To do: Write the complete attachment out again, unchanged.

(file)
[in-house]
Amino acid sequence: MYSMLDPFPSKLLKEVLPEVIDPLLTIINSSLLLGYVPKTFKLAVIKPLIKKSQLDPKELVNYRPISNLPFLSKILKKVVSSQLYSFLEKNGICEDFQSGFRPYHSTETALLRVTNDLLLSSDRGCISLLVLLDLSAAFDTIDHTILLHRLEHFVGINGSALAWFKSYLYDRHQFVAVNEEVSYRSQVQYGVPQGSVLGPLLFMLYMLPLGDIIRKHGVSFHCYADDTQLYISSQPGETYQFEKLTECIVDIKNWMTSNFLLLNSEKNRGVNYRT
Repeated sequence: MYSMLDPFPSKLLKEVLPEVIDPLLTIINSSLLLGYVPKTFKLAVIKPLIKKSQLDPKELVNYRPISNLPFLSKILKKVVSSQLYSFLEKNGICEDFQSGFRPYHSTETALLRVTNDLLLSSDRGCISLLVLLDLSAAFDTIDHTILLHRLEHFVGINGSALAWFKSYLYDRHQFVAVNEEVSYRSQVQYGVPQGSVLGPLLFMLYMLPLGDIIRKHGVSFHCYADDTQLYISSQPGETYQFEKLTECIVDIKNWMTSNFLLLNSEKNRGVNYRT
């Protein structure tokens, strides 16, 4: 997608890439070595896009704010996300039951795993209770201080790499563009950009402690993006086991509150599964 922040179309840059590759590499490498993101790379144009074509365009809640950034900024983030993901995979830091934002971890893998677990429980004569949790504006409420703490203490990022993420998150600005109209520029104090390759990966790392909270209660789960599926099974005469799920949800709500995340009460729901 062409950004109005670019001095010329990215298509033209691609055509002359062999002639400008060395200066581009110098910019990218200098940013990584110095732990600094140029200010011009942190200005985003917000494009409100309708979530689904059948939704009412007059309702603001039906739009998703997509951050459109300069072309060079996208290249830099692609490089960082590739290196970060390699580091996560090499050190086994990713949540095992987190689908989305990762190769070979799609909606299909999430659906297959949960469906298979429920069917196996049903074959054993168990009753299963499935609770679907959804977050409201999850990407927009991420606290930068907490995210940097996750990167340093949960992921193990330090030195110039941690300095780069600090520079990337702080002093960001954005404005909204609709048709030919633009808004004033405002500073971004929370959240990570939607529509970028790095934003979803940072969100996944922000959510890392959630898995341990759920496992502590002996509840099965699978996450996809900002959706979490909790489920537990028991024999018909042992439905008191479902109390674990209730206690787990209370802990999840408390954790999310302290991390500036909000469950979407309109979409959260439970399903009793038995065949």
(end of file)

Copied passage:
[in-house]
Amino acid sequence: MYSMLDPFPSKLLKEVLPEVIDPLLTIINSSLLLGYVPKTFKLAVIKPLIKKSQLDPKELVNYRPISNLPFLSKILKKVVSSQLYSFLEKNGICEDFQSGFRPYHSTETALLRVTNDLLLSSDRGCISLLVLLDLSAAFDTIDHTILLHRLEHFVGINGSALAWFKSYLYDRHQFVAVNEEVSYRSQVQYGVPQGSVLGPLLFMLYMLPLGDIIRKHGVSFHCYADDTQLYISSQPGETYQFEKLTECIVDIKNWMTSNFLLLNSEKNRGVNYRT
Repeated sequence: MYSMLDPFPSKLLKEVLPEVIDPLLTIINSSLLLGYVPKTFKLAVIKPLIKKSQLDPKELVNYRPISNLPFLSKILKKVVSSQLYSFLEKNGICEDFQSGFRPYHSTETALLRVTNDLLLSSDRGCISLLVLLDLSAAFDTIDHTILLHRLEHFVGINGSALAWFKSYLYDRHQFVAVNEEVSYRSQVQYGVPQGSVLGPLLFMLYMLPLGDIIRKHGVSFHCYADDTQLYISSQPGETYQFEKLTECIVDIKNWMTSNFLLLNSEKNRGVNYRT
């Protein structure tokens, strides 16, 4: 997608890439070595896009704010996300039951795993209770201080790499563009950009402690993006086991509150599964 922040179309840059590759590499490498993101790379144009074509365009809640950034900024983030993901995979830091934002971890893998677990429980004569949790504006409420703490203490990022993420998150600005109209520029104090390759990966790392909270209660789960599926099974005469799920949800709500995340009460729901 062409950004109005670019001095010329990215298509033209691609055509002359062999002639400008060395200066581009110098910019990218200098940013990584110095732990600094140029200010011009942190200005985003917000494009409100309708979530689904059948939704009412007059309702603001039906739009998703997509951050459109300069072309060079996208290249830099692609490089960082590739290196970060390699580091996560090499050190086994990713949540095992987190689908989305990762190769070979799609909606299909999430659906297959949960469906298979429920069917196996049903074959054993168990009753299963499935609770679907959804977050409201999850990407927009991420606290930068907490995210940097996750990167340093949960992921193990330090030195110039941690300095780069600090520079990337702080002093960001954005404005909204609709048709030919633009808004004033405002500073971004929370959240990570939607529509970028790095934003979803940072969100996944922000959510890392959630898995341990759920496992502590002996509840099965699978996450996809900002959706979490909790489920537990028991024999018909042992439905008191479902109390674990209730206690787990209370802990999840408390954790999310302290991390500036909000469950979407309109979409959260439970399903009793038995065949």